Leading South African author and journalist, Mark Gevisser, will use over a century of maps of Johannesburg as his Great Text in the Gordon Institute for Performing and Creative Arts’ Great Texts/Big Questions public lecture series.
“When I was a boy, in the 1970s, I used to play a game I have retroactively called Dispatcher, for hours on end, using my parents’ street guide, Holmden’s Register of Johannesburg. Ring-bound with a blue cloth cover, its whimsical title and archaic typography conjured a nostalgia for less turbulent times – although I knew none of that, of course, aged seven or eight, when I found a whole world between its covers.”
Thus begins Mark Gevisser’s new book, Lost and Found in Johannesburg, and his engagement with his first “Great Text”. Through the game, he discovered apartheid: that the inaccessible township of Alexandra was but one page away from his comfortable suburban home, and that Soweto was not mapped at all. In Lost and Found in Johannesburg, Gevisser uses maps and photographs to plot his own path through his home city as he comes to social and sexual consciousness; in this lecture he will refer to over a century of maps of Johannesburg – reading his beloved but elusive home city through them, and his own identity against them.
Mark Gevisser is one of South Africa’s leading authors and journalists. Besides Lost and Found in Johannesburg, he is also the author of the prize-winning Thabo Mbeki: The Dream Deferred, Portraits of Power: Profiles in a Changing South Africa and Defiant Desire: Gay and Lesbian Lives in Johannesburg, which he co-edited with Edwin Cameron. Gevisser is also a curator, who worked extensively at Constitution Hill in Johannesburg, and a film-maker: his feature-length documentary, The Man Who Drove With Mandela, was awarded the Teddy Award for Best Documentary at the Berlin Film Festival in 1999.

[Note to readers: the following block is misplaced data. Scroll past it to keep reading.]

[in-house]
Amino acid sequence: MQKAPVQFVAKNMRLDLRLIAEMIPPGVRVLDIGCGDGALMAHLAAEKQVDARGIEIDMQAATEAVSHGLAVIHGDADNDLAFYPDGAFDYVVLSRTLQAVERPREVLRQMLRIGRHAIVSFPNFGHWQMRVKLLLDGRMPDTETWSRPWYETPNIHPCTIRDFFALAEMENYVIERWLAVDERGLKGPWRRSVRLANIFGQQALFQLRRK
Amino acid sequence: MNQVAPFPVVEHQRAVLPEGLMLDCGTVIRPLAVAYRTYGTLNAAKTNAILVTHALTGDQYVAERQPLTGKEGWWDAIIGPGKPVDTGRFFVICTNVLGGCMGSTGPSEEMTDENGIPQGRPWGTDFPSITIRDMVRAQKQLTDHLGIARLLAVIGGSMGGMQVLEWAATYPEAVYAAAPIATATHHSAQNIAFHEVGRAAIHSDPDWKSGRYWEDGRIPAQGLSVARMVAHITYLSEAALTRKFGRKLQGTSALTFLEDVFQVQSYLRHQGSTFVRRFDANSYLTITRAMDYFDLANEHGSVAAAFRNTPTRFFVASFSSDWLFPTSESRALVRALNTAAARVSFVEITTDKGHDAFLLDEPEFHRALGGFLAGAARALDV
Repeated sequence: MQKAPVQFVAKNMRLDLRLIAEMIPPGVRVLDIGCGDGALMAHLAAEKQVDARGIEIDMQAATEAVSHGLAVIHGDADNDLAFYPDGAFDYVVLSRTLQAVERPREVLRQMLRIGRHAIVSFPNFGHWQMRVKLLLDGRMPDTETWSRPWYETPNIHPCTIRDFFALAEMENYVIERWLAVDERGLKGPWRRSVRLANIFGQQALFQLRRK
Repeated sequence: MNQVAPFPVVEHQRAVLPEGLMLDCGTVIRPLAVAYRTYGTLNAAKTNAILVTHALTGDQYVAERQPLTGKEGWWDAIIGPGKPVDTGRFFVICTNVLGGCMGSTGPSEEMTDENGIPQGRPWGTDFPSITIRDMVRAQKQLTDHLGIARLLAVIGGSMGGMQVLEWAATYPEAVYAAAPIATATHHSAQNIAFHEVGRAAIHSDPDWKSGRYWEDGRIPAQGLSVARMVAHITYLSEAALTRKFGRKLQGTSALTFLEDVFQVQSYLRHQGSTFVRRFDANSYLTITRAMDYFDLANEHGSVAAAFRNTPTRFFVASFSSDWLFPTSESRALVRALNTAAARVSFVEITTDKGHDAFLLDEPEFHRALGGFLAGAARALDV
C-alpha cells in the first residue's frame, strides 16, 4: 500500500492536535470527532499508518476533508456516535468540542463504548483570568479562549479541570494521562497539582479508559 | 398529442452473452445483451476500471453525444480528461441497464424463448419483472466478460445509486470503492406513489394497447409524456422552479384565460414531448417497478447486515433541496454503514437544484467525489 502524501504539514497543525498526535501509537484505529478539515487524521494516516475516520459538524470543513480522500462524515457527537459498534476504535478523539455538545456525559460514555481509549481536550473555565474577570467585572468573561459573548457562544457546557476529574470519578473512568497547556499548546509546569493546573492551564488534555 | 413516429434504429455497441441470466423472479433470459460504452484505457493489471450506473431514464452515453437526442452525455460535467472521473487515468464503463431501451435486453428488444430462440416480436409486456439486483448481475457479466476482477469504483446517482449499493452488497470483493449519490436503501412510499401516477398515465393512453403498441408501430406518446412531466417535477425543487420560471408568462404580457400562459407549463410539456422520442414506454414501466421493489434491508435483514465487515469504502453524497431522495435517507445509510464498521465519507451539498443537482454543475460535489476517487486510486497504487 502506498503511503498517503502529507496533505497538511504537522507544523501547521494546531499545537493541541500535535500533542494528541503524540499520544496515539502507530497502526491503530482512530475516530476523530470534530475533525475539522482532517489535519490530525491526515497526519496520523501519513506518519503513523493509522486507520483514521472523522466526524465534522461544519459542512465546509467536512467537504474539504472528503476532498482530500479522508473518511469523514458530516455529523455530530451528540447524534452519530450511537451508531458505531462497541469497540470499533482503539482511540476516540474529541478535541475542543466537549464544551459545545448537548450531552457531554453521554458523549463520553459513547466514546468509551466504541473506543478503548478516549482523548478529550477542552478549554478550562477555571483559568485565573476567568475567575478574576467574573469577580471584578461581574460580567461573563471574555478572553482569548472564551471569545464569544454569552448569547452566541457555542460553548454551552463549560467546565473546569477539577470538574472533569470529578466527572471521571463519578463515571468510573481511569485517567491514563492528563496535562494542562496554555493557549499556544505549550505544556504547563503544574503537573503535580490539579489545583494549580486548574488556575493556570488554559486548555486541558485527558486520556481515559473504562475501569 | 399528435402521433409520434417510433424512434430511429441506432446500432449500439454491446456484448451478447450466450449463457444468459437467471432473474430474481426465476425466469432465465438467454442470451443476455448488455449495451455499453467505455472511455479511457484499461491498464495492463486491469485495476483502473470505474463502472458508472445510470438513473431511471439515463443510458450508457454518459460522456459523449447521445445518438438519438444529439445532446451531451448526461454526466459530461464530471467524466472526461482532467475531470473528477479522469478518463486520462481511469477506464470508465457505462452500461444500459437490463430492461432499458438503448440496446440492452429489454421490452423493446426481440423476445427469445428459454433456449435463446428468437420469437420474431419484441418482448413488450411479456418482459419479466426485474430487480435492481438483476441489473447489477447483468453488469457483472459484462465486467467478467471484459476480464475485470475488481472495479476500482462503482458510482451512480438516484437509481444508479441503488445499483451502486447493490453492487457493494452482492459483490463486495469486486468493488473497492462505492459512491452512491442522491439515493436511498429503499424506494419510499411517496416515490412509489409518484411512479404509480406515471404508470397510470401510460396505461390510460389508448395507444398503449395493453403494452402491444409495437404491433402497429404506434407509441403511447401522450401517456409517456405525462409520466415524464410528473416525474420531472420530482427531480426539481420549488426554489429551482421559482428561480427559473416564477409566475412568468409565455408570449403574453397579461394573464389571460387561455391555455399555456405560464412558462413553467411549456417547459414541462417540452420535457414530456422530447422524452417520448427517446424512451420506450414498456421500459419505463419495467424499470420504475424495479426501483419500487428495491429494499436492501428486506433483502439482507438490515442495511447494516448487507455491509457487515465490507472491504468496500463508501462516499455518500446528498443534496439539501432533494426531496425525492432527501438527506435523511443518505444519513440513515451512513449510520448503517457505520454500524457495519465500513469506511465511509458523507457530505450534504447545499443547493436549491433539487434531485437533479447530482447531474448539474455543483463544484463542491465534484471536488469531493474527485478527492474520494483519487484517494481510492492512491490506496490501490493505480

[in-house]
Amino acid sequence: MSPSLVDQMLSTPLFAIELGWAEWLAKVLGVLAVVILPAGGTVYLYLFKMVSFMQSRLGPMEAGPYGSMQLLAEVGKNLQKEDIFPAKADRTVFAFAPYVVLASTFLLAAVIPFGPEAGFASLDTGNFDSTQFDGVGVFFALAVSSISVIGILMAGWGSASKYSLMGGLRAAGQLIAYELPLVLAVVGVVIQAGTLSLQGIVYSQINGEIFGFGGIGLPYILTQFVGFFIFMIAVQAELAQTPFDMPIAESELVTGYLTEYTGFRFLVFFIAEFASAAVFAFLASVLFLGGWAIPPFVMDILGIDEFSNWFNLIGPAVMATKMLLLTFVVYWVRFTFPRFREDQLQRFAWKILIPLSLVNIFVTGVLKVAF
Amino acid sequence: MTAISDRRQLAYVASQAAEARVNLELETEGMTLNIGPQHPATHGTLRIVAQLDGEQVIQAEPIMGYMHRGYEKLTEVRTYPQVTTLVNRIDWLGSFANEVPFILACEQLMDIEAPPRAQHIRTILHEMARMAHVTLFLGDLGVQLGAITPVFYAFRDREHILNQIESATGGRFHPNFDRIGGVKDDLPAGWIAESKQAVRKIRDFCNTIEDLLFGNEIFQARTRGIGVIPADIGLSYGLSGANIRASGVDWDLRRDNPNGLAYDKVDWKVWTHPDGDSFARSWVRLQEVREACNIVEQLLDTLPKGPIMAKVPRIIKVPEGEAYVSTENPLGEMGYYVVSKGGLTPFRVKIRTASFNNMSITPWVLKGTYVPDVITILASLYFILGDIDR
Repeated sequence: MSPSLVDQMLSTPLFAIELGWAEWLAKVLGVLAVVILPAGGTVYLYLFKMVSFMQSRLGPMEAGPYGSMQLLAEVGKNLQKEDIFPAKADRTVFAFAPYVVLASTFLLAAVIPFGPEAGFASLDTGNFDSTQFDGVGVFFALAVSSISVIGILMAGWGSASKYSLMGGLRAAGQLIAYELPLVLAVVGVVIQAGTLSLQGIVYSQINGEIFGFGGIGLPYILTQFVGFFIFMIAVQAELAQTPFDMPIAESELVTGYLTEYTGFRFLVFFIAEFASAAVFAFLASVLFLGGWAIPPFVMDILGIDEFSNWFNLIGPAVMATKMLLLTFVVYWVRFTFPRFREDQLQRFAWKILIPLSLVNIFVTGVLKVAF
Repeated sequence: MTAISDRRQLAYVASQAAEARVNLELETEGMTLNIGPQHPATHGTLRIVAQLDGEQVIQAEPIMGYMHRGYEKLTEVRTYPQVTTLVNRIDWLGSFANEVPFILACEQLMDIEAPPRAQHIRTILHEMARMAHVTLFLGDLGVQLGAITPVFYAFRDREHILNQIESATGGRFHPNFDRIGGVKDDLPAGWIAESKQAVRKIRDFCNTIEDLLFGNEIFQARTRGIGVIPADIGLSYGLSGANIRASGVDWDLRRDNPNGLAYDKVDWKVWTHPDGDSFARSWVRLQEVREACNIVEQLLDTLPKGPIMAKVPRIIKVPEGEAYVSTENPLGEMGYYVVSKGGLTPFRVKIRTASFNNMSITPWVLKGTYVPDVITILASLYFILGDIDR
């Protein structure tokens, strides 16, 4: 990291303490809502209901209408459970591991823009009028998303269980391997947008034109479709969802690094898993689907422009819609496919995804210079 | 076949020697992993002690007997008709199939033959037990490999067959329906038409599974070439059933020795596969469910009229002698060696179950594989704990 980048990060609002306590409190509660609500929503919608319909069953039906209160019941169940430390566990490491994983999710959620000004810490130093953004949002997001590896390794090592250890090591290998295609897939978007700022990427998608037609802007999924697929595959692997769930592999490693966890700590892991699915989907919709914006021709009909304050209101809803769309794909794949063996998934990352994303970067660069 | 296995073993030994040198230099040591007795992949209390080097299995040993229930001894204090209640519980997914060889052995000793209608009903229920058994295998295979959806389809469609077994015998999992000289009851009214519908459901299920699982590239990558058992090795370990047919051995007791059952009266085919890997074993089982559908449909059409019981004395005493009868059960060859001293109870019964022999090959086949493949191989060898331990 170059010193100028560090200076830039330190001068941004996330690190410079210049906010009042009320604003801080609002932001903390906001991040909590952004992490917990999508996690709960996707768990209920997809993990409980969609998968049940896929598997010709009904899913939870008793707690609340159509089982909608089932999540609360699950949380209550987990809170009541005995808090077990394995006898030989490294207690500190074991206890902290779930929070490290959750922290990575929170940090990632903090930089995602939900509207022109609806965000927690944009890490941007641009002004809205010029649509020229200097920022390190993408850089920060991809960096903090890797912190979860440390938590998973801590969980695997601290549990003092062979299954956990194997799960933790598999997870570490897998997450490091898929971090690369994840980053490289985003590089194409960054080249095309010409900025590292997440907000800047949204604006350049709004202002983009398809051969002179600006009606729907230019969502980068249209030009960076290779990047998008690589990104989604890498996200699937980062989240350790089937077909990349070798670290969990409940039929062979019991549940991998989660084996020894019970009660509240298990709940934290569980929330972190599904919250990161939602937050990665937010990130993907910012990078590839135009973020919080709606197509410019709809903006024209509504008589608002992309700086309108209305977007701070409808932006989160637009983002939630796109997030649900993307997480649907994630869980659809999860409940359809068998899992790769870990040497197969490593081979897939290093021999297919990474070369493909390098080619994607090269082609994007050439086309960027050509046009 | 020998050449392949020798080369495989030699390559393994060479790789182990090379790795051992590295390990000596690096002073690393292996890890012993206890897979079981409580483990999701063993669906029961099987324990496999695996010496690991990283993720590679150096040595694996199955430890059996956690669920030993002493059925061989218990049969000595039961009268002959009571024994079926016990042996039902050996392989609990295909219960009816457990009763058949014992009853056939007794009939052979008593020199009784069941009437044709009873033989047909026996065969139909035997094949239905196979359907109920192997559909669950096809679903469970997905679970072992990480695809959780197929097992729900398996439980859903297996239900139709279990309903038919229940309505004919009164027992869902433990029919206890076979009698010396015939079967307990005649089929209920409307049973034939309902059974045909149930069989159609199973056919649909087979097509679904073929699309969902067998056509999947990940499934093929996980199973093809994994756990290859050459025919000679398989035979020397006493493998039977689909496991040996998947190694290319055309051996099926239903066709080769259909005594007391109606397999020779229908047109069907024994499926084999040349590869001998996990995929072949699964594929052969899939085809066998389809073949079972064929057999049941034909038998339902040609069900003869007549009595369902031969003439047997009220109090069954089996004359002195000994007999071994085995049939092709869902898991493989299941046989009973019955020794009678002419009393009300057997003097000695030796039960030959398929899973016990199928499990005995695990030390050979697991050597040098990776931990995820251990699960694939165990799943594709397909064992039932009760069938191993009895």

His journalism has appeared in numerous international publications and journals including Granta, New York Times, Vogue, Wall Street Journal, Los Angeles Times, Foreign Affairs, Public Culture, Foreign Affairs and Art in America. He is currently an Open Society Fellow, working on a new book titled The Global Sexuality Frontier.
This lecture will take place on Monday 19 May at 17:30 at Hiddingh Hall, University of Cape Town (UCT) Hiddingh Campus, Orange Street, Cape Town; and is free. Refreshments will be served from 17:00; no booking is necessary. For more information, contact the GIPCA office on 021 480 7156 or firstname.lastname@example.org.